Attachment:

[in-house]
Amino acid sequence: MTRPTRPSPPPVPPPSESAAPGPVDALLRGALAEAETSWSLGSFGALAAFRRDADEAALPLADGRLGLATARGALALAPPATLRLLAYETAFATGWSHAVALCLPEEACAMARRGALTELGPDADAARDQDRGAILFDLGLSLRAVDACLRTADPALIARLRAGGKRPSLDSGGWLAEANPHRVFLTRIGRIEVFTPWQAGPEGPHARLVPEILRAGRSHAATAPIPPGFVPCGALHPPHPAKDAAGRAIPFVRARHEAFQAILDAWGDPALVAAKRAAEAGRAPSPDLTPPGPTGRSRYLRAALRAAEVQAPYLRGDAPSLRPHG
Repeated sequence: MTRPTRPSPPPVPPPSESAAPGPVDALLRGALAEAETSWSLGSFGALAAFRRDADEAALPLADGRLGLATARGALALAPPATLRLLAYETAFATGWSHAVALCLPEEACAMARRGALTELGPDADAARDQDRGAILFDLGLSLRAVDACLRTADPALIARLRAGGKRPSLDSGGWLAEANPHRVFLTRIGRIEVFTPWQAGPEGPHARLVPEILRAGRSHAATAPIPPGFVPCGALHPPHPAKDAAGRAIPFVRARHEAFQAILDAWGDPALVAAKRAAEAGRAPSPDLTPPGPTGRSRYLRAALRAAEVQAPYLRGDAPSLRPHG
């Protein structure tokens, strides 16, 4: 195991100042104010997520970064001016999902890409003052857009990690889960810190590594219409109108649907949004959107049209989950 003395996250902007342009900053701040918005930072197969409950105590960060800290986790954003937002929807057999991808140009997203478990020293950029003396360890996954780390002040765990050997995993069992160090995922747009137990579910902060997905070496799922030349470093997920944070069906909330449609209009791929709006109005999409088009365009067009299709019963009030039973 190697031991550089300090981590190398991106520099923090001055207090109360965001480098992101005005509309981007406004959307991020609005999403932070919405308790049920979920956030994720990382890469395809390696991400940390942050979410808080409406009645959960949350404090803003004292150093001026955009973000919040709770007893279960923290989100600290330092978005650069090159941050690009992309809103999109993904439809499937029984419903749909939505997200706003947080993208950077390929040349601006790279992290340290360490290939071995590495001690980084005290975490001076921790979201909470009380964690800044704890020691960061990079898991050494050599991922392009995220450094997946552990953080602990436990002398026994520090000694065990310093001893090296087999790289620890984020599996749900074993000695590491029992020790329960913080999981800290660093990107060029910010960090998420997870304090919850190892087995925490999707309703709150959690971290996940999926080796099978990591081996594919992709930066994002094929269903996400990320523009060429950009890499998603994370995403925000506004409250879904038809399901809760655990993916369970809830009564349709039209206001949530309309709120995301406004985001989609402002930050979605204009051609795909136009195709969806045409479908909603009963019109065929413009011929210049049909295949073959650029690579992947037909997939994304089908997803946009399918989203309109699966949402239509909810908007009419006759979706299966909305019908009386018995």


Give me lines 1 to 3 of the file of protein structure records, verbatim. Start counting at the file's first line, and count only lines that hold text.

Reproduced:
[in-house]
Amino acid sequence: MTRPTRPSPPPVPPPSESAAPGPVDALLRGALAEAETSWSLGSFGALAAFRRDADEAALPLADGRLGLATARGALALAPPATLRLLAYETAFATGWSHAVALCLPEEACAMARRGALTELGPDADAARDQDRGAILFDLGLSLRAVDACLRTADPALIARLRAGGKRPSLDSGGWLAEANPHRVFLTRIGRIEVFTPWQAGPEGPHARLVPEILRAGRSHAATAPIPPGFVPCGALHPPHPAKDAAGRAIPFVRARHEAFQAILDAWGDPALVAAKRAAEAGRAPSPDLTPPGPTGRSRYLRAALRAAEVQAPYLRGDAPSLRPHG
Repeated sequence: MTRPTRPSPPPVPPPSESAAPGPVDALLRGALAEAETSWSLGSFGALAAFRRDADEAALPLADGRLGLATARGALALAPPATLRLLAYETAFATGWSHAVALCLPEEACAMARRGALTELGPDADAARDQDRGAILFDLGLSLRAVDACLRTADPALIARLRAGGKRPSLDSGGWLAEANPHRVFLTRIGRIEVFTPWQAGPEGPHARLVPEILRAGRSHAATAPIPPGFVPCGALHPPHPAKDAAGRAIPFVRARHEAFQAILDAWGDPALVAAKRAAEAGRAPSPDLTPPGPTGRSRYLRAALRAAEVQAPYLRGDAPSLRPHG